Vous êtes sur la page 1sur 48


Principles of relevant Hong Kong
Law & the Companies Ordinance
What is Law?
 The study of law is called Jurisprudence

 The word is derived from the Latin language and is

commonly accepted to mean the philosophy of law

 In turn the word Philosophy originated from the

Greek word for “Love of Wisdom”

 It incorporates a critical and systematic approach to

obtaining a deep understanding of a body of
knowledge using logical argument and reasoning
Sources of Law

 Natural law theory: asserts that human rights derive from

and are a part of nature itself

 Consequently the role of government is to create / enact

laws which correspond as closely as possible to these
hidden laws using the power of reason

 An unjust law, therefore, is no law at all because one

cannot ignore important considerations such as moral
philosophy, religion, human reasoning and conscience

 Aristotle, Plato, Socrates…

Sources of Law

 Legal Positivism theory: means that the law is something that is

“Posited” or, in other words, validly made in accordance with
socially accepted rules

 There is no connection between law and morality

 Therefore, the source of law is entirely contained in the rules made

by government bodies and the law courts

Major Legal Systems

 Common Law derived in England and is based on ancient customs and


 It is created and refined by the interpretation of judges each time a case is


 Court decisions become a part of the law through the creation of precedent

 Prevalent in Anglo Saxon jurisdictions, UK, USA, Canada, Australia, New

Zealand, Malaysia, Brunei, Singapore, Hong Kong

Major Legal Systems
 Code (Civil) Law attempts to exhaustively cover a complete system of laws
through a process of codification of rules: 1,2,3,4,5,6,…..

 Judges establish rules derived from those codes

 Concept dates back to ancient Babylon, the Roman Empire and Tang Dynasty
(624 AD) with modern origins in France, Germany and Switzerland

 Japanese (German) code introduced by Qing Dynasty and later Republic of

China. Still used in Taiwan

 Used in Continental Europe, Japan, South Korea and Macau. Also Quebec in
Canada and Louisiana in the USA

Major Legal Systems

 The Mainland uses a mixture of civil law and socialist law

 Little development between 1954 and 1978 in the Mainland

 Change of policy in 1979 after the end of Cultural Revolution led

to significant developments albeit rather slowly and incrementally

 Sometimes criticised for being incoherent with poor enforcement

and weak courts and lack of judicial independence

Major Legal Systems

 Islamic Law (Sharia) is the world’s most widely used

body of religious law

 Sharia means the way or path to the water source. It is

more a system rather than a set of laws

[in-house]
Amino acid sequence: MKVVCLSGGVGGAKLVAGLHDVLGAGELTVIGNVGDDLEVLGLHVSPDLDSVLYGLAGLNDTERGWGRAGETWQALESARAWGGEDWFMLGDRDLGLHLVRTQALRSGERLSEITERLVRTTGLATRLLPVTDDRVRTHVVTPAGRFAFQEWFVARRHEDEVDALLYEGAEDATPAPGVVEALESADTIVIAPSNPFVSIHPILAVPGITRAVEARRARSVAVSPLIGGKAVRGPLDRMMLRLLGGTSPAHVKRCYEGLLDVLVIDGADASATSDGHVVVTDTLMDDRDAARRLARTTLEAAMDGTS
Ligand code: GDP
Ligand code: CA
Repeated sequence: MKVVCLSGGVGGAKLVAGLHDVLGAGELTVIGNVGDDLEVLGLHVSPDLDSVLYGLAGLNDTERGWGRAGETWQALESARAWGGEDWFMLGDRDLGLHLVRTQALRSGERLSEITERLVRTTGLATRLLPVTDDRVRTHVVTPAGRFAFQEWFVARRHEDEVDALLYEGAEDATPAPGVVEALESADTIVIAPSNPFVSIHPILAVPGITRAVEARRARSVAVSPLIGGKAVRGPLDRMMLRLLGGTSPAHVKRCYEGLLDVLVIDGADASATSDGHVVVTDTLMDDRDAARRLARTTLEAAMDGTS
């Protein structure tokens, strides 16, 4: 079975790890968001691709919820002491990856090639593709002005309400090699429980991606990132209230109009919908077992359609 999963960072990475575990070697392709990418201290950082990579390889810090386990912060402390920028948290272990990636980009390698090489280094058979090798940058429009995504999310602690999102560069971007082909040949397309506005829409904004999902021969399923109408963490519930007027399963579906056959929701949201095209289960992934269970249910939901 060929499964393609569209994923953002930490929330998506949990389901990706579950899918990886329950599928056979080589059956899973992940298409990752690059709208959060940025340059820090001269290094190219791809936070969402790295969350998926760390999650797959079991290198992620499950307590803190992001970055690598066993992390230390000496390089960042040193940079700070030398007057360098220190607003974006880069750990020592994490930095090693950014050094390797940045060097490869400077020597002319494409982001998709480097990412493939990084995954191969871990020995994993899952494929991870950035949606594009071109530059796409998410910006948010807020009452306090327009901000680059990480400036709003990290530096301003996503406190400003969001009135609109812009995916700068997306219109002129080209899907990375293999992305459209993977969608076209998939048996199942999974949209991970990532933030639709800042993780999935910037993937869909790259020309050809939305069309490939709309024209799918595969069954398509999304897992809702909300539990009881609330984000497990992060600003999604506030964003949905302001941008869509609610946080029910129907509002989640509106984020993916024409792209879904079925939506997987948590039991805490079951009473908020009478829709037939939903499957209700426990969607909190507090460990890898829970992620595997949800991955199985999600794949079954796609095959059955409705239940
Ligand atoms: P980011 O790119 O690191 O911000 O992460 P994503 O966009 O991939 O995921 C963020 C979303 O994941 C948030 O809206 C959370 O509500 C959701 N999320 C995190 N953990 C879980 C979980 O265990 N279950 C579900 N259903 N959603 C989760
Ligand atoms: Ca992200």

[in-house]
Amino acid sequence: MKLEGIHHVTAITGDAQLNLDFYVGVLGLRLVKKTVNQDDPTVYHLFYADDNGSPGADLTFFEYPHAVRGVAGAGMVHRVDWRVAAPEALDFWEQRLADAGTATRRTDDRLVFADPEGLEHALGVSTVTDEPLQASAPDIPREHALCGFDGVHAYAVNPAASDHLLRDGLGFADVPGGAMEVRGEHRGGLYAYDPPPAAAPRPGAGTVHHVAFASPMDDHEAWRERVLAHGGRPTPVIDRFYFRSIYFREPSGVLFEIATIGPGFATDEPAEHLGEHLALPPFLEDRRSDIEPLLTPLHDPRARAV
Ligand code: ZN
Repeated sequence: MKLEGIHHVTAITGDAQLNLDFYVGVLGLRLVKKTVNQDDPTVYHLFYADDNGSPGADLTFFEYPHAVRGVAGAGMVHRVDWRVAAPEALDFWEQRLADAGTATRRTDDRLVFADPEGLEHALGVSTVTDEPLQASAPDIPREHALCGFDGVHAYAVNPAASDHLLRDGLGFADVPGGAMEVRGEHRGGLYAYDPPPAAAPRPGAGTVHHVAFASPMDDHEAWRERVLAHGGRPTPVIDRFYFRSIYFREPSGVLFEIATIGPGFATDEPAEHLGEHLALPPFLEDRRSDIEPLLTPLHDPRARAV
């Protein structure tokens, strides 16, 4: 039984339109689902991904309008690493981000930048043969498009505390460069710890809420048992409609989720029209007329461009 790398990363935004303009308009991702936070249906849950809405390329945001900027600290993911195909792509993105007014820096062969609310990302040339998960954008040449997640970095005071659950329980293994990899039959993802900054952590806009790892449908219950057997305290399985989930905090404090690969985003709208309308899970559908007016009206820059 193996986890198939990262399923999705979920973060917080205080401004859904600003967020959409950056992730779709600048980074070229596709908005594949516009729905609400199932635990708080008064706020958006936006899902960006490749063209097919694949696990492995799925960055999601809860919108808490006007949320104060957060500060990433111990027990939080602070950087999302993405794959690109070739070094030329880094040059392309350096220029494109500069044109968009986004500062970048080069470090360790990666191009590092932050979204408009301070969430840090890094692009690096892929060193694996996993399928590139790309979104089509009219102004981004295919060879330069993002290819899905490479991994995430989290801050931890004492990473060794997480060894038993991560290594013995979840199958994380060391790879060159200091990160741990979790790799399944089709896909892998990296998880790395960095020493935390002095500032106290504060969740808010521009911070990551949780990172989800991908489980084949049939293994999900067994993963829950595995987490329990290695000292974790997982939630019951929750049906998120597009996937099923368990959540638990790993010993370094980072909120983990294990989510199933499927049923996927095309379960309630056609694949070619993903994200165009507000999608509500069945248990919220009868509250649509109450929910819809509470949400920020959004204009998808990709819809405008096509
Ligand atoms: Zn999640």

 Current attempts to make London and Hong Kong global

Islamic finance centres

Hong Kong Legal System

 Original sources prior to 1997:

 Common Law based on its long usage and precedent

 Law of Equity developed in England in the 14th century as

subjects petitioned the King for justice unavailable at common

 King delegated the petitions to the Chancellor (Church Official)

who dispensed fair and just (equitable) remedies.

 Examples are trusts, injunctions, specific performance, equitable

rescission of contracts and rectification

Hong Kong Legal System

 Mercantile and Commercial Law which developed in

Europe during the Middle Ages to support and promote
trade between merchants

 Evolved as a system of custom and best practice

 It was very successful and was incorporated into various national

laws including England

 Examples include the Sales of Goods Ordinance, the Bills of

Exchange Ordinance, Bills of Lading, Airway Bills, Letters of

Hong Kong Legal System

 Primary legislation refers to the laws passed by the HKSAR Chief

Executive (formerly Governor) with the advice of the Legislative
Council (Legco)

 Subsidiary (delegated) legislation is made by a process of

delegation by Legco to another body

 The delegation takes places under an existing ordinance

 Example – The Securities and Futures Commission (SFC) has extensive

powers to make rules under the Securities and Futures Ordinance (SFO)

 The Hong Kong judiciary is independent

The Basic Law - HKSAR

 1 July 1997 replaced the Letters Patent and the Royal


 Acts as a form of mini-constitution. Domestic Mainland

legislation based on the international Sino-British Joint
Declaration of 1984

 Mainland socialism would not be extended to Hong Kong

 All existing laws (including clan law) would be maintained

except any that would contravene the Basic Law

 The right to private property ownership was confirmed

System Divisions

 Generally speaking law divides into two main branches:

 Criminal law deals with serious offences which are deemed to offend
against the public at large and which are punishable by fines and or
imprisonment: i.e. murder, assault, theft, as defined by law,…

 Civil law (not to be confused with code law systems) provides remedies
for individuals or businesses that have suffered some wrong by the
actions of another person or persons

Criminal Law

 Defines offences against the community at large

 Defines how persons committing crimes may be investigated,

charged, brought to trial (at a criminal court) and punished

 Cases are brought by the State on behalf of the people

 Because offenders are subject to punishment charges must be

proven “beyond all reasonable doubt”. Innocent until proven

 Certain actions may also result in civil law claims

Civil Law divides into several
 Civil law is not primarily designed to punish

 Rather it is designed to provide a party with the opportunity to address a wrong

against him or her at a Court of Law (civil division)

 Actions are brought by individuals typically for damages, compensation or an

equitable remedy

 The standard of proof is much less stringent “on the balance of probabilities”.
How would a reasonable man interpret the issue and decide? No question of

Contract Law

 Agreement between two or more persons creating obligations which are